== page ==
Venezuelan state-owned PdV utilized less than a quarter of the nameplate processing capacity at its main oil refineries in July, reflecting a shrinking pool of domestic feedstock and chronic equipment breakdowns.
According to internal company data obtained by Argus, monthly average refinery throughputs fell steadily since January 2018 at five refineries: the 940,000 b/d CRP complex, which includes the 635,000 b/d Amuay and 305,000 b/d Cardon refineries; the 146,000 b/d El Palito; and the 190,000 b/d Puerto La Cruz refinery. The company data also encompasses the PdV-leased 220,000 b/d Isla refinery on the Dutch Caribbean island of Curacao.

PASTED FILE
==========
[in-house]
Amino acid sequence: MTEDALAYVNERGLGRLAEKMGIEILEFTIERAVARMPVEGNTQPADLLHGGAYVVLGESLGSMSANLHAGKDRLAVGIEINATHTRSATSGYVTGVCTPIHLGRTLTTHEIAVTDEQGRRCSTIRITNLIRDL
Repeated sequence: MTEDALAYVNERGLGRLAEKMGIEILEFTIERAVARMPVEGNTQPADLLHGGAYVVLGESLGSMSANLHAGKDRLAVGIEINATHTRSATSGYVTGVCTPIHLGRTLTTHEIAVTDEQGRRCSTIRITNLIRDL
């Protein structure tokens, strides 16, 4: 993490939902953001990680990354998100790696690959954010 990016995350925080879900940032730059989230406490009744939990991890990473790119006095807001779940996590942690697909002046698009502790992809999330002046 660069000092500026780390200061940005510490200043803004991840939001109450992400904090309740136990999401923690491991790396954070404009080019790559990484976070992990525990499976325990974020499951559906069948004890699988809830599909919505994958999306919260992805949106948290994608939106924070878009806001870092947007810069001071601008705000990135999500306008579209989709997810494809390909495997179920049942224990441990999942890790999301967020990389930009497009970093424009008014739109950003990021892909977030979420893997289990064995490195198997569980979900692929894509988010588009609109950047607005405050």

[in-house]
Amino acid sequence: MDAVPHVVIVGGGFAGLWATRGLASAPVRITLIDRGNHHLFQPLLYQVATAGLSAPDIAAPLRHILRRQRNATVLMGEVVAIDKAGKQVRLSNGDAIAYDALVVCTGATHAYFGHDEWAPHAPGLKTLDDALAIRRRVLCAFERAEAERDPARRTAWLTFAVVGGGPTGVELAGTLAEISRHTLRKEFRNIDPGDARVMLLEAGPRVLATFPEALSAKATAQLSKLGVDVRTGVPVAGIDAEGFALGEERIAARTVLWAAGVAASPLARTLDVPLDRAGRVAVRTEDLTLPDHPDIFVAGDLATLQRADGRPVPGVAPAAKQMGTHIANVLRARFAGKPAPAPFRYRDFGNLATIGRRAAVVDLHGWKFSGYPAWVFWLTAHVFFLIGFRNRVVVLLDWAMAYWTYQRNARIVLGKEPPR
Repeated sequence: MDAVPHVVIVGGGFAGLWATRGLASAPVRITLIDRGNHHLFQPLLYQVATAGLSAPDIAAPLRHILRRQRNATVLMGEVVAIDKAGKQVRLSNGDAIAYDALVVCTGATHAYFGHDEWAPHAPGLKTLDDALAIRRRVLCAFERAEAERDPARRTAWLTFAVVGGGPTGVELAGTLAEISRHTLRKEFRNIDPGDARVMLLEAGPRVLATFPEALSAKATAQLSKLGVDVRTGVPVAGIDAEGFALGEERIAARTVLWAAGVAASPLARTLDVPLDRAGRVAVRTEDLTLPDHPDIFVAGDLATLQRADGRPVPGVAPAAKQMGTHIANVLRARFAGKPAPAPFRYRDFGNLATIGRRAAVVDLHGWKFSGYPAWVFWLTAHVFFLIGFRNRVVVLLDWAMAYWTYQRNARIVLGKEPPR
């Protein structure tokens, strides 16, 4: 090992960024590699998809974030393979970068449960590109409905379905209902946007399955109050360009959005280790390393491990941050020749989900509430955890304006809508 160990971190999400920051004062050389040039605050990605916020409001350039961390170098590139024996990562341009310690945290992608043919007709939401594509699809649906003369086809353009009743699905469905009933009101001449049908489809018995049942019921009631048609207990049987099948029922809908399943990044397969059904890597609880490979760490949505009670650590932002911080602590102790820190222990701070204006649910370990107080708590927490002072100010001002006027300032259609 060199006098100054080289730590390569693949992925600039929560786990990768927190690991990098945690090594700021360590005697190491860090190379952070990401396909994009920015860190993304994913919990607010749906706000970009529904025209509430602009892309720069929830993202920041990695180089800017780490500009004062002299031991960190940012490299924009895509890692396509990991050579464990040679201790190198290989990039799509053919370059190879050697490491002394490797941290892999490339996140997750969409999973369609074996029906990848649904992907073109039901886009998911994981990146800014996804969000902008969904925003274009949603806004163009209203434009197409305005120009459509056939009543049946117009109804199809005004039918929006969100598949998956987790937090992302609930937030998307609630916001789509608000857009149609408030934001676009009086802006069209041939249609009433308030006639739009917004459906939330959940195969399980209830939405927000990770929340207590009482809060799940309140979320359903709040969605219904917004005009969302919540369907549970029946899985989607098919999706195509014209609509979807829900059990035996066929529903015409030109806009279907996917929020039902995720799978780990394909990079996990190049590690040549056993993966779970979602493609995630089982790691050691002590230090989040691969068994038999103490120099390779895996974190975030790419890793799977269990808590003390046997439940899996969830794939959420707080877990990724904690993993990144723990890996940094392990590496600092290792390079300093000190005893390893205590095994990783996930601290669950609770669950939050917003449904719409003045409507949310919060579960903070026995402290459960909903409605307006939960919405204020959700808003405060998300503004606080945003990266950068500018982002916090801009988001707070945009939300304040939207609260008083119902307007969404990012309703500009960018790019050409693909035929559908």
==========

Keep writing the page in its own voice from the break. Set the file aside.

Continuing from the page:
In July, throughput at the four facilities averaged 348,000 b/d, compared with total design capacity of around 1.5mn b/d, equivalent to 23.2pc utilization. January 2018 throughput averaged 591,000 b/d, or 39.4pc of nameplate capacity.
The 2018 refining data is more striking when compared with 2017, when throughput averaged 641,000 b/d or 42.7pc of its design potential. The year-to-date average through July 2018 was just 460,000 b/d, or 30.6pc of nameplate.
All of the refineries are running at consistently low levels, but Puerto La Cruz was nearly shut down altogether in July. PdV has been struggling to restart an $8bn project to upgrade the refinery to process heavier crude, but the company has no capital to pay its contractors.
PdV´s lease on the Isla refinery expires in December 2019. Curacao´s government plans to award a contract as early as next week to a third party to help revive Isla´s operations in the face of PdV´s near-abandonment of the facility.
PdV's dwindling crude production and operational refining capacity is reflected in widespread shortages of gasoline, diesel and other oil products in the domestic market.